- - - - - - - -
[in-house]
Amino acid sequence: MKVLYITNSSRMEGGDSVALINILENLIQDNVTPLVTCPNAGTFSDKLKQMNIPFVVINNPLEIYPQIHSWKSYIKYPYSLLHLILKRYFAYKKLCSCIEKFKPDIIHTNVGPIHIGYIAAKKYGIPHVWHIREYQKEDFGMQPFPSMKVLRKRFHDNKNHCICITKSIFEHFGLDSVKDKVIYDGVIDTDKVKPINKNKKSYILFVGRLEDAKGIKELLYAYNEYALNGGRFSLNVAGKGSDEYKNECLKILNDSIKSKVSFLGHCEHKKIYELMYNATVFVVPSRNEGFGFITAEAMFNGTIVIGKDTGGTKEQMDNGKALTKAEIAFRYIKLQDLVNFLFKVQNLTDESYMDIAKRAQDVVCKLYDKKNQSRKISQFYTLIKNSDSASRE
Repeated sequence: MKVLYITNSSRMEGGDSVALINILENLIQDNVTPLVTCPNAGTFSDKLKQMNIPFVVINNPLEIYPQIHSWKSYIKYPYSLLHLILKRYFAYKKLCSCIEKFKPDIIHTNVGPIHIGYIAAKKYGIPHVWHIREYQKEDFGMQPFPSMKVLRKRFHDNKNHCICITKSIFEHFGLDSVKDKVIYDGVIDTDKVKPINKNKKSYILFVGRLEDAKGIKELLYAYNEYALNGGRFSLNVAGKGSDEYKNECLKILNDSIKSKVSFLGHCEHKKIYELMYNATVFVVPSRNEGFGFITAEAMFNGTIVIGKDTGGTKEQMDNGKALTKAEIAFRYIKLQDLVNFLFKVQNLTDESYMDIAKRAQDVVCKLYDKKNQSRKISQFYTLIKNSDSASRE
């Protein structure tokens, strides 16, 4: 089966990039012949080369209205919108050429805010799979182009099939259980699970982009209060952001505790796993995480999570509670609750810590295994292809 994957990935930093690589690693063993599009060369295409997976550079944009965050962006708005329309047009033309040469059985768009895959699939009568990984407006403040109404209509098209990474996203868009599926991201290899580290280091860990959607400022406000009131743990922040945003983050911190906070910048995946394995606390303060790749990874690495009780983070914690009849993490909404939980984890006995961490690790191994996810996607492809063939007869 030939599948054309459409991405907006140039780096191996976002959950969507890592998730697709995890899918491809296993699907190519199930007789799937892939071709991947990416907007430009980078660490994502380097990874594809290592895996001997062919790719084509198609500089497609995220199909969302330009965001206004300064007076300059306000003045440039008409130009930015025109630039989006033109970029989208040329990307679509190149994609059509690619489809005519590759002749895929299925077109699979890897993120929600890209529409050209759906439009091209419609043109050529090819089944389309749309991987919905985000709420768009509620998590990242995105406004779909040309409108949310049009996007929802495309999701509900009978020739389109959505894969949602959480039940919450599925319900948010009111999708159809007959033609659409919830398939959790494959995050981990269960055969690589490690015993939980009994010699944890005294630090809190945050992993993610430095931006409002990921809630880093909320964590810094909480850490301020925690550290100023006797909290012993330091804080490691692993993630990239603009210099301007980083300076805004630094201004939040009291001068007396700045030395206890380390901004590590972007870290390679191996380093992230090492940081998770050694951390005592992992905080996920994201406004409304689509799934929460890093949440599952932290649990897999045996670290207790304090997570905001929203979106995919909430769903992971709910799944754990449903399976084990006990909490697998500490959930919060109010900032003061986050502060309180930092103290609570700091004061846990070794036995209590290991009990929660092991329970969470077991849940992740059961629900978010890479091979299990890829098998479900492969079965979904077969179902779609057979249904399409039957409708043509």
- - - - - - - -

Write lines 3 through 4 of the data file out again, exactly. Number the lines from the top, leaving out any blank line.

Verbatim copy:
Repeated sequence: MKVLYITNSSRMEGGDSVALINILENLIQDNVTPLVTCPNAGTFSDKLKQMNIPFVVINNPLEIYPQIHSWKSYIKYPYSLLHLILKRYFAYKKLCSCIEKFKPDIIHTNVGPIHIGYIAAKKYGIPHVWHIREYQKEDFGMQPFPSMKVLRKRFHDNKNHCICITKSIFEHFGLDSVKDKVIYDGVIDTDKVKPINKNKKSYILFVGRLEDAKGIKELLYAYNEYALNGGRFSLNVAGKGSDEYKNECLKILNDSIKSKVSFLGHCEHKKIYELMYNATVFVVPSRNEGFGFITAEAMFNGTIVIGKDTGGTKEQMDNGKALTKAEIAFRYIKLQDLVNFLFKVQNLTDESYMDIAKRAQDVVCKLYDKKNQSRKISQFYTLIKNSDSASRE
């Protein structure tokens, strides 16, 4: 089966990039012949080369209205919108050429805010799979182009099939259980699970982009209060952001505790796993995480999570509670609750810590295994292809 994957990935930093690589690693063993599009060369295409997976550079944009965050962006708005329309047009033309040469059985768009895959699939009568990984407006403040109404209509098209990474996203868009599926991201290899580290280091860990959607400022406000009131743990922040945003983050911190906070910048995946394995606390303060790749990874690495009780983070914690009849993490909404939980984890006995961490690790191994996810996607492809063939007869 030939599948054309459409991405907006140039780096191996976002959950969507890592998730697709995890899918491809296993699907190519199930007789799937892939071709991947990416907007430009980078660490994502380097990874594809290592895996001997062919790719084509198609500089497609995220199909969302330009965001206004300064007076300059306000003045440039008409130009930015025109630039989006033109970029989208040329990307679509190149994609059509690619489809005519590759002749895929299925077109699979890897993120929600890209529409050209759906439009091209419609043109050529090819089944389309749309991987919905985000709420768009509620998590990242995105406004779909040309409108949310049009996007929802495309999701509900009978020739389109959505894969949602959480039940919450599925319900948010009111999708159809007959033609659409919830398939959790494959995050981990269960055969690589490690015993939980009994010699944890005294630090809190945050992993993610430095931006409002990921809630880093909320964590810094909480850490301020925690550290100023006797909290012993330091804080490691692993993630990239603009210099301007980083300076805004630094201004939040009291001068007396700045030395206890380390901004590590972007870290390679191996380093992230090492940081998770050694951390005592992992905080996920994201406004409304689509799934929460890093949440599952932290649990897999045996670290207790304090997570905001929203979106995919909430769903992971709910799944754990449903399976084990006990909490697998500490959930919060109010900032003061986050502060309180930092103290609570700091004061846990070794036995209590290991009990929660092991329970969470077991849940992740059961629900978010890479091979299990890829098998479900492969079965979904077969179902779609057979249904399409039957409708043509």